Have China’s dancing grannies crossed a line? The early-morning and late-afternoon assemblies of mostly middle-aged and older women in parks and squares dancing, in unison, to loud music are increasingly upsetting the neighbors. It’s a tricky issue. The tradition dates to the Cultural Revolution, and “China is home to an estimated 100 million dancing grannies,” noted The Guardian. “Square dancing allows older women, many of whom live alone or with younger family members who they accompanied on a move to the cities, to socialise.”

But lately the practice “has led to alarming standoffs, with the blaring music frequently blamed for disturbing the peace in often high-density residential areas,” said the newspaper, “prompt[ing] some to seek out tech solutions.” Like a speaker-disabling stun gun effective at 50 yards.

Still, many residents are afraid to confront the women. There are chilling videos of grannies dancing in synch, encroaching onto basketball courts mid-game, and photos of them breaking into soccer fields. Police have made arrests. It’s all starting to look like a version of Monty Python’s “Hell’s Grannies” skit, writ large.

Meanwhile, in less fractious dance-related news, the neighboring Congos have asked that the rumba, a staple of African music, be added to Unesco’s Intangible Cultural Heritage list. “Born in the melting pot of 19th-century Cuba, rumba combined the drumming of enslaved Africans with the melodies of Spanish colonisers,” said The Guardian. “Re-exported to Africa in the early 20th century on vinyl, it found a ready audience in the two Congos, who recognised the rhythms as their own.” The joint bid comes from authorities in the Democratic Republic of the Congo and the Republic of the Congo. A decision is expected in November, and if the Congolese rumba is approved, noted the newspaper, “it would join the hawker food of Singapore, sauna culture of Finland and traditional irrigation systems in the United Arab Emirates, among countless other customs on the list.”

A spate of suicides by K-pop stars and some of their fans—copycat suicides known as “the Werther effect”—has led the government of South Korea to announce steps to deal with the problem, including an increase in psychological consultations and availability of treatment and financial aid.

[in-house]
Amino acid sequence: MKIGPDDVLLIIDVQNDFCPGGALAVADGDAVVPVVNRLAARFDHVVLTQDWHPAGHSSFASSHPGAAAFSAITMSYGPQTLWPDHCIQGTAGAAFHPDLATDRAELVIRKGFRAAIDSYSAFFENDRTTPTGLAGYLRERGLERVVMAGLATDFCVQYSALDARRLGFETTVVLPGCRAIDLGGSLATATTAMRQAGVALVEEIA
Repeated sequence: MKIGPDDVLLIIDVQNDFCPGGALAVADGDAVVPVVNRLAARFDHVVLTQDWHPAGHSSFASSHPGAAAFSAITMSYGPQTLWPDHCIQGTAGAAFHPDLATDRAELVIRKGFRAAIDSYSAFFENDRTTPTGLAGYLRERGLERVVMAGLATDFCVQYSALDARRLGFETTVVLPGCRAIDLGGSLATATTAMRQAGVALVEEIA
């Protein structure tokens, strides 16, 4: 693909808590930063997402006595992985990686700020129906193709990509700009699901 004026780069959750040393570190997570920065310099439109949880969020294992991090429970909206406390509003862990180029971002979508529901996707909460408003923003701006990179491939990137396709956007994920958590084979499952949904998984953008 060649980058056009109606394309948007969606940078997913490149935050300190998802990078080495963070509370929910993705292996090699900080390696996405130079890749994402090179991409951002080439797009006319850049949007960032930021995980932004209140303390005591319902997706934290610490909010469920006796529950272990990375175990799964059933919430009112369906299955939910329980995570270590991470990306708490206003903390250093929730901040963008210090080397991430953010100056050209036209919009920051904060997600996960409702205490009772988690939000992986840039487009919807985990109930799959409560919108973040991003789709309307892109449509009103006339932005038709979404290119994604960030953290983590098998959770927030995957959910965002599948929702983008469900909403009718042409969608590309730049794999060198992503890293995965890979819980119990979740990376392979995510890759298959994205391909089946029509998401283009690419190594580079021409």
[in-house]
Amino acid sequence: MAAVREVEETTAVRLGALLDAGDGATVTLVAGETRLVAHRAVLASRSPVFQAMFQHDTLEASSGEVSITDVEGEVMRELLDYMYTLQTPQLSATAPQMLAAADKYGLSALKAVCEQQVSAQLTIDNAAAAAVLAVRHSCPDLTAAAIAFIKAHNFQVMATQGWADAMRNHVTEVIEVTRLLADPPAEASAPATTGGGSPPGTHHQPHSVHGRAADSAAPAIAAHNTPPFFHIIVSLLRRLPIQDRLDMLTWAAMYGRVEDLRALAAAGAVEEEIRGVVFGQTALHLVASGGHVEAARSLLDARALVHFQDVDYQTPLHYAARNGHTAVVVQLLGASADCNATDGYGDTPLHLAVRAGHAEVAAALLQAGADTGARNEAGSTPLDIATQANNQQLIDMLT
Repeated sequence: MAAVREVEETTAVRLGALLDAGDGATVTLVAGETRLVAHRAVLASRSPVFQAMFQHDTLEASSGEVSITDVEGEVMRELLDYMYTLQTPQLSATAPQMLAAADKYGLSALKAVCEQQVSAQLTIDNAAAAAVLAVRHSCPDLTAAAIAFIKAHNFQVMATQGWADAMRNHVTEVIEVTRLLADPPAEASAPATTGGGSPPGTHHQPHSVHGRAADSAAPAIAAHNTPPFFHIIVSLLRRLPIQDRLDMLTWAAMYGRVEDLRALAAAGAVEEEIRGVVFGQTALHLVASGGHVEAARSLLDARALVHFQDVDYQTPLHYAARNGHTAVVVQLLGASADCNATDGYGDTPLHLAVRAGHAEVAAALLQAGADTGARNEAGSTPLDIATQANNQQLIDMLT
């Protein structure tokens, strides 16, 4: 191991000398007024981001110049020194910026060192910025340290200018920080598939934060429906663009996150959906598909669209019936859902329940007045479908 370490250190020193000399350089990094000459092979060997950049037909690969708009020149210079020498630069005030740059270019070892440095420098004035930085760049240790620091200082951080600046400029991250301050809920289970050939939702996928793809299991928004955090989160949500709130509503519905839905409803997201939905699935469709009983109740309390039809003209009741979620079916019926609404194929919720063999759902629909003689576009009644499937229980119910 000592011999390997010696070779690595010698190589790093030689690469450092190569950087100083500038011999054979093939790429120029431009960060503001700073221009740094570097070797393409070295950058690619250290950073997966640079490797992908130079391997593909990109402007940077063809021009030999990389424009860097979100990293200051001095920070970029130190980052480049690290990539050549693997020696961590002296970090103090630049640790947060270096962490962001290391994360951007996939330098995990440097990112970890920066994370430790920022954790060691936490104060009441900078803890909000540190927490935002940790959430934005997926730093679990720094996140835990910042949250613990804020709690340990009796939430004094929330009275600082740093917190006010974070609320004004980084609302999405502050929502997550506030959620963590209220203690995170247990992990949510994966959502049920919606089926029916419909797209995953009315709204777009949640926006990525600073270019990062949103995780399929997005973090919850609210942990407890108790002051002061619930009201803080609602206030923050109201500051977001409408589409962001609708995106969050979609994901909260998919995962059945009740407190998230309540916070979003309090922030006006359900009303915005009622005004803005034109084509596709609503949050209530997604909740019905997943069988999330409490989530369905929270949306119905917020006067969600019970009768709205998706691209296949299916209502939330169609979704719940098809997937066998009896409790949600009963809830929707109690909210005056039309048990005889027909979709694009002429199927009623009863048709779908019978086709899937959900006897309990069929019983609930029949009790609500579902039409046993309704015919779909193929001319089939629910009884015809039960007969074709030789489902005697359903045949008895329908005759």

“Korea is currently enjoying the global success of K-pop, television drama series and feature films,” Variety reported, but it’s “a high-pressure system where the failure rate is high, and success comes with intense online scrutiny. In recent years, several Korean celebrities and media personalities have taken their own lives, with reasons believed to include depression, guilt, shame and cyber-bullying.... The updated suicide prevention plan aims to eliminate blind spots in the mental health management of Korean celebrities and artistes by agents and managers.”

Chevening House, the 115-room, 3,000-acre estate in Kent, came close to being the unlikely setting for a test of squatters’ rights. The home is traditionally used by the foreign secretary, and the new one, Liz Truss, had recently tweeted photos of herself strolling the estate with the foreign ministers of Latvia, Estonia, and Lithuania, and hosting them in the home’s living room. In short, settling in. However, “Truss has clashed with Dominic Raab, her predecessor, who believes he still has a claim to the 17th-century country house because he is deputy prime minister,” according to The Times of London.

The decision about who gets to use the estate rests with the prime minister, and before things could escalate further—say, the deputy prime minister were to hustle over to Chevening to stake out his turf with a picnic on the lawn or something—Boris Johnson made the not unprecedented ruling that the two would share the estate. Having said earlier that “the people’s government does not bother with fripperies and foibles of this kind,” the prime minister evidently concluded that bothering with fripperies and foibles of precisely this kind was part of the job description.

George Kalogerakis is a Writer at Large for Air Mail